‘Pharmacists are reconsidering their careers after DH mistreatment’
The government’s initial exclusion of pharmacy teams from its COVID-19 death in service payment scheme was the icing on top of a distasteful cake, says Laura Buckley
There’s nothing like a kick in the teeth to make you question your career choices. Community pharmacy has had quite the year and I know lots of pharmacy colleagues who, after recent developments, are reconsidering their options.
And who wouldn’t, given the recent announcement that community pharmacy teams might not be eligible to receive £60,000 life assurance payout, should they die after contracting COVID-19 while working on the frontline of the pandemic?
Worse still is that colleagues in other healthcare sectors – even those with less contact with patients – were eligible at the time the scheme was announced. In a fumble to make up for the Department of Health and Social Care (DH)’s oversight, health secretary Matt Hancock subsequently said that pharmacists are now covered by this scheme, but left the eligibility of their teams hanging.
And that’s just the icing on the top of a very distasteful cake. In another bid to minimise the impact of COVID-19, NHS England announced that pharmacies would be delivering medicines to ‘shielding’ patients. This left us stuck in a mire, worrying about the impact of using volunteers to deliver medicines.
Community pharmacists are struggling with the workload. Once again, delivery processes that seemed appropriate from those sat in an office just aren’t cut out to work effectively in community pharmacies. It almost seems a ruse to pacify contractors, as the reality of accessing funding for deliveries seems to be far-fetched.
Not only are my colleagues in community pharmacies dealing with negativity from the country’s leaders, they are also suffering the loss of much-loved colleagues to COVID-19 and abuse from those in society who lack respect and compassion. If pharmacy needs anything right now, it’s support, care, understanding and a whole lot of funding.
It seems to me that the government is very good at taking what it needs from community pharmacies, and especially talented at giving back exactly nothing in return.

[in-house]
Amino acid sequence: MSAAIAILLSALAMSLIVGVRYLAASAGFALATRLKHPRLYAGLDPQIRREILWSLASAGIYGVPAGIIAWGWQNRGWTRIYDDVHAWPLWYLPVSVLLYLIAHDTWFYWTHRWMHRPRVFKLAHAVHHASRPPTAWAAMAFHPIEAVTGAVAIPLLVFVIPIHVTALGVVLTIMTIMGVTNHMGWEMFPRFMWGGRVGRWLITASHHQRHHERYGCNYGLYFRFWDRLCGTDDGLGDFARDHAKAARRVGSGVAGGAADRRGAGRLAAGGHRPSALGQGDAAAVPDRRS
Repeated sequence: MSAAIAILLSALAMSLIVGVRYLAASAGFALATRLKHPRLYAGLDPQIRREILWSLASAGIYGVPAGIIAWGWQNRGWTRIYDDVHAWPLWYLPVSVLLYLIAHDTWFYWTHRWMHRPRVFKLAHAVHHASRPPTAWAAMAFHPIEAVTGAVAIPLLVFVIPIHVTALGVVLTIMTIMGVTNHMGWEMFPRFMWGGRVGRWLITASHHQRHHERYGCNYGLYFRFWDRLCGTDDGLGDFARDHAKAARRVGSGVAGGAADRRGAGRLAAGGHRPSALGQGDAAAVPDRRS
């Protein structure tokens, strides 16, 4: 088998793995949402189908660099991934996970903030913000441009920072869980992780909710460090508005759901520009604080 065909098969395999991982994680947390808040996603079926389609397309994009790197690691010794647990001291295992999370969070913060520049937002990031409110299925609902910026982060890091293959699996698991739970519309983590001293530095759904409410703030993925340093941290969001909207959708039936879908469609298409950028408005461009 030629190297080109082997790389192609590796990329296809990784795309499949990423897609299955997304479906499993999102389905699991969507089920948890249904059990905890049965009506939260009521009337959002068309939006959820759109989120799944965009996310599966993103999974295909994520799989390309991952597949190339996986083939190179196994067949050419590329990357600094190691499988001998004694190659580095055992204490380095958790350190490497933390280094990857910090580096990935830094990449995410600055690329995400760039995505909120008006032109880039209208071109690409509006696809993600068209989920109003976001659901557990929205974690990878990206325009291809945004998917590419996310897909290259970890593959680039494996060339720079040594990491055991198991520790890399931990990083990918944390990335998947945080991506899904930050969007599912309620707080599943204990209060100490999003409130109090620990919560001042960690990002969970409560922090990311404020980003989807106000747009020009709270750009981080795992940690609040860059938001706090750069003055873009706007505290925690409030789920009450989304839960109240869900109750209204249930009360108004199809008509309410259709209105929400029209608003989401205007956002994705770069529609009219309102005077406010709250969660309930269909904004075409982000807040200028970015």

But when COVID-19 reared its head, our community pharmacies didn’t shy away from their responsibilities. Despite the government’s apparent ignorance of the role of pharmacy staff as key workers and its refusal to initially acknowledge us, we continued to chip away at the mountainous workload growing before our eyes.
Though we don’t expect benefits for our frontline work, there have been cases of refusing to admit pharmacy colleagues into supermarkets during NHS worker reserved hours, as they “aren’t doctors and nurses”. This adds insult to injury. How can we expect the public to understand the vital role we play, when the government appears to lack insight, too?
Government action regarding community pharmacy teams feels like a great afterthought. A continuous pattern of being overlooked in the first instance has a sector of hard-working, genuinely caring people considering whether their efforts are worth the disregard the government and the country gives them.
What the government and the public really need to understand is that without the support of pharmacy staff, healthcare in the UK would be sorely lacking and many patients would suffer.
Pharmacy teams are essential to healthcare in this country and we don’t sit on the substitution bench for our colleagues in other sectors. First-line, frontline and always pharmacy. Respect what we do or risk losing us as we down tools in disgust.
Laura Buckley is a locum pharmacist based in Hull